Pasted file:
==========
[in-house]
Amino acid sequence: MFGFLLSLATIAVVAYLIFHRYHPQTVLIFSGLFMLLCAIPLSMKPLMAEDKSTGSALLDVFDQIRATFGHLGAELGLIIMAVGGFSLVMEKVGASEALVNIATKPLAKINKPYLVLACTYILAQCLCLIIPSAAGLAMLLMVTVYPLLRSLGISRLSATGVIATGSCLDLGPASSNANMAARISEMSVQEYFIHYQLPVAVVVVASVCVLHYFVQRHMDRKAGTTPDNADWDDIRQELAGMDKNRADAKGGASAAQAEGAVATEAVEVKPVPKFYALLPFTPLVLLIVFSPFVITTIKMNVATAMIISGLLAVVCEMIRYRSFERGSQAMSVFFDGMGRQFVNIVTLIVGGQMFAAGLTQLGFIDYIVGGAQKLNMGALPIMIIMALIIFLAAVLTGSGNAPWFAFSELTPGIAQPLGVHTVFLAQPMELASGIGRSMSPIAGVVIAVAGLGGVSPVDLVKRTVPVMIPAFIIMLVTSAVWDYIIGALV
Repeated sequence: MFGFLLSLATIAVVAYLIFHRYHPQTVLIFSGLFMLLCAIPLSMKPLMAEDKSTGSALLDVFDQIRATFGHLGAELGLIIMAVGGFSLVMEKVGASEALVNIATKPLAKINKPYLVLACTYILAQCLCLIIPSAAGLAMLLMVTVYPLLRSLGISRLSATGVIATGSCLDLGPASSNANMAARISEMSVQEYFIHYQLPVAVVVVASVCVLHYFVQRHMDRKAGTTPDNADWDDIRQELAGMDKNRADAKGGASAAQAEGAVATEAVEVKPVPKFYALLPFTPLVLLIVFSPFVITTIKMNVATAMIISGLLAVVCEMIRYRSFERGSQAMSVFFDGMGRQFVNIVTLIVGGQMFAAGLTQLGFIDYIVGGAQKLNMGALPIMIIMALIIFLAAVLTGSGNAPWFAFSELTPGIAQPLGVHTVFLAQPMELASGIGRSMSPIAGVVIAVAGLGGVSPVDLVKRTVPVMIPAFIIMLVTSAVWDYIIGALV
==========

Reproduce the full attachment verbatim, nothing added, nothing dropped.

[in-house]
Amino acid sequence: MFGFLLSLATIAVVAYLIFHRYHPQTVLIFSGLFMLLCAIPLSMKPLMAEDKSTGSALLDVFDQIRATFGHLGAELGLIIMAVGGFSLVMEKVGASEALVNIATKPLAKINKPYLVLACTYILAQCLCLIIPSAAGLAMLLMVTVYPLLRSLGISRLSATGVIATGSCLDLGPASSNANMAARISEMSVQEYFIHYQLPVAVVVVASVCVLHYFVQRHMDRKAGTTPDNADWDDIRQELAGMDKNRADAKGGASAAQAEGAVATEAVEVKPVPKFYALLPFTPLVLLIVFSPFVITTIKMNVATAMIISGLLAVVCEMIRYRSFERGSQAMSVFFDGMGRQFVNIVTLIVGGQMFAAGLTQLGFIDYIVGGAQKLNMGALPIMIIMALIIFLAAVLTGSGNAPWFAFSELTPGIAQPLGVHTVFLAQPMELASGIGRSMSPIAGVVIAVAGLGGVSPVDLVKRTVPVMIPAFIIMLVTSAVWDYIIGALV
Repeated sequence: MFGFLLSLATIAVVAYLIFHRYHPQTVLIFSGLFMLLCAIPLSMKPLMAEDKSTGSALLDVFDQIRATFGHLGAELGLIIMAVGGFSLVMEKVGASEALVNIATKPLAKINKPYLVLACTYILAQCLCLIIPSAAGLAMLLMVTVYPLLRSLGISRLSATGVIATGSCLDLGPASSNANMAARISEMSVQEYFIHYQLPVAVVVVASVCVLHYFVQRHMDRKAGTTPDNADWDDIRQELAGMDKNRADAKGGASAAQAEGAVATEAVEVKPVPKFYALLPFTPLVLLIVFSPFVITTIKMNVATAMIISGLLAVVCEMIRYRSFERGSQAMSVFFDGMGRQFVNIVTLIVGGQMFAAGLTQLGFIDYIVGGAQKLNMGALPIMIIMALIIFLAAVLTGSGNAPWFAFSELTPGIAQPLGVHTVFLAQPMELASGIGRSMSPIAGVVIAVAGLGGVSPVDLVKRTVPVMIPAFIIMLVTSAVWDYIIGALV